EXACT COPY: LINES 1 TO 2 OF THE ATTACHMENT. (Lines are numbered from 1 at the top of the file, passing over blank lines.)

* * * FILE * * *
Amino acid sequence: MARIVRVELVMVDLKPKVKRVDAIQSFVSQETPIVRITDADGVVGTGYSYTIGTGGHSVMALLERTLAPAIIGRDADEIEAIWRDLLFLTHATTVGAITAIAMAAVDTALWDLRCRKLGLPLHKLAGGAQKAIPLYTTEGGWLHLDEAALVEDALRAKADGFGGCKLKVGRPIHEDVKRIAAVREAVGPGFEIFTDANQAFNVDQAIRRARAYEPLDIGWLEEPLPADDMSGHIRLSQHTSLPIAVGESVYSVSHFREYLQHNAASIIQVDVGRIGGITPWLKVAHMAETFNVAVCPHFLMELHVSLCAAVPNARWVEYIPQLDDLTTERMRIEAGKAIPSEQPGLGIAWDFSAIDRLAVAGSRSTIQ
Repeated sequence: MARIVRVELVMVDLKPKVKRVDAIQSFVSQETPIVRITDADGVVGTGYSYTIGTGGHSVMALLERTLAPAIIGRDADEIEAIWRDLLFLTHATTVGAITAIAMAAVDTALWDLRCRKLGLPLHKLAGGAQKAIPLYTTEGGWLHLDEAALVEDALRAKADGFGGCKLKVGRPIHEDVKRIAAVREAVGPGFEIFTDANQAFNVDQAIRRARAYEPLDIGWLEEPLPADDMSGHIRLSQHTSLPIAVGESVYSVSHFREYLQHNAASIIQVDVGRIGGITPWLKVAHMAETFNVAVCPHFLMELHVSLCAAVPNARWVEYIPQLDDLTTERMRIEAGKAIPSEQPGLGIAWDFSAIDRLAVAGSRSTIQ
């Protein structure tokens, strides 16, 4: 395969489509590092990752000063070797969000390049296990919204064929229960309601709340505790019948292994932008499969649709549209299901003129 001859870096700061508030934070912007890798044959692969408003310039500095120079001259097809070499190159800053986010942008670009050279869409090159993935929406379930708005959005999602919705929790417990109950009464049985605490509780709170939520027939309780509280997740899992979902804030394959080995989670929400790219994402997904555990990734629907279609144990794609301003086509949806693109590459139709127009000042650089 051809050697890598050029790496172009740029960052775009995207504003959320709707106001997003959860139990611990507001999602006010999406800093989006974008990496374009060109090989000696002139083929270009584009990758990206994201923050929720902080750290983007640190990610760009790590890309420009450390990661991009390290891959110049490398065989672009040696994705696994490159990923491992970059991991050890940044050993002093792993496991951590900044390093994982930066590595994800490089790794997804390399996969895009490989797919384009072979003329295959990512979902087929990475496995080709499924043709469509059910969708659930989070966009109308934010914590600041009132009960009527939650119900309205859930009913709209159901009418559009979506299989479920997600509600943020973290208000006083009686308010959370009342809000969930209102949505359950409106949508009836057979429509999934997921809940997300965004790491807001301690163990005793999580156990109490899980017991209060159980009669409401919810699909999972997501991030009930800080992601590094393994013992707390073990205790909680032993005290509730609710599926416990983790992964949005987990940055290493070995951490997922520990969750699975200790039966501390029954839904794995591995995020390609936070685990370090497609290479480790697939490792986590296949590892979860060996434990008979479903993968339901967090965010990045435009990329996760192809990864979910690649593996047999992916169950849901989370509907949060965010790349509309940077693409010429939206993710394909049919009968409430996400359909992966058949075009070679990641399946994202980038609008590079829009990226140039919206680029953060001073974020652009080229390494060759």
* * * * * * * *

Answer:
Amino acid sequence: MARIVRVELVMVDLKPKVKRVDAIQSFVSQETPIVRITDADGVVGTGYSYTIGTGGHSVMALLERTLAPAIIGRDADEIEAIWRDLLFLTHATTVGAITAIAMAAVDTALWDLRCRKLGLPLHKLAGGAQKAIPLYTTEGGWLHLDEAALVEDALRAKADGFGGCKLKVGRPIHEDVKRIAAVREAVGPGFEIFTDANQAFNVDQAIRRARAYEPLDIGWLEEPLPADDMSGHIRLSQHTSLPIAVGESVYSVSHFREYLQHNAASIIQVDVGRIGGITPWLKVAHMAETFNVAVCPHFLMELHVSLCAAVPNARWVEYIPQLDDLTTERMRIEAGKAIPSEQPGLGIAWDFSAIDRLAVAGSRSTIQ
Repeated sequence: MARIVRVELVMVDLKPKVKRVDAIQSFVSQETPIVRITDADGVVGTGYSYTIGTGGHSVMALLERTLAPAIIGRDADEIEAIWRDLLFLTHATTVGAITAIAMAAVDTALWDLRCRKLGLPLHKLAGGAQKAIPLYTTEGGWLHLDEAALVEDALRAKADGFGGCKLKVGRPIHEDVKRIAAVREAVGPGFEIFTDANQAFNVDQAIRRARAYEPLDIGWLEEPLPADDMSGHIRLSQHTSLPIAVGESVYSVSHFREYLQHNAASIIQVDVGRIGGITPWLKVAHMAETFNVAVCPHFLMELHVSLCAAVPNARWVEYIPQLDDLTTERMRIEAGKAIPSEQPGLGIAWDFSAIDRLAVAGSRSTIQ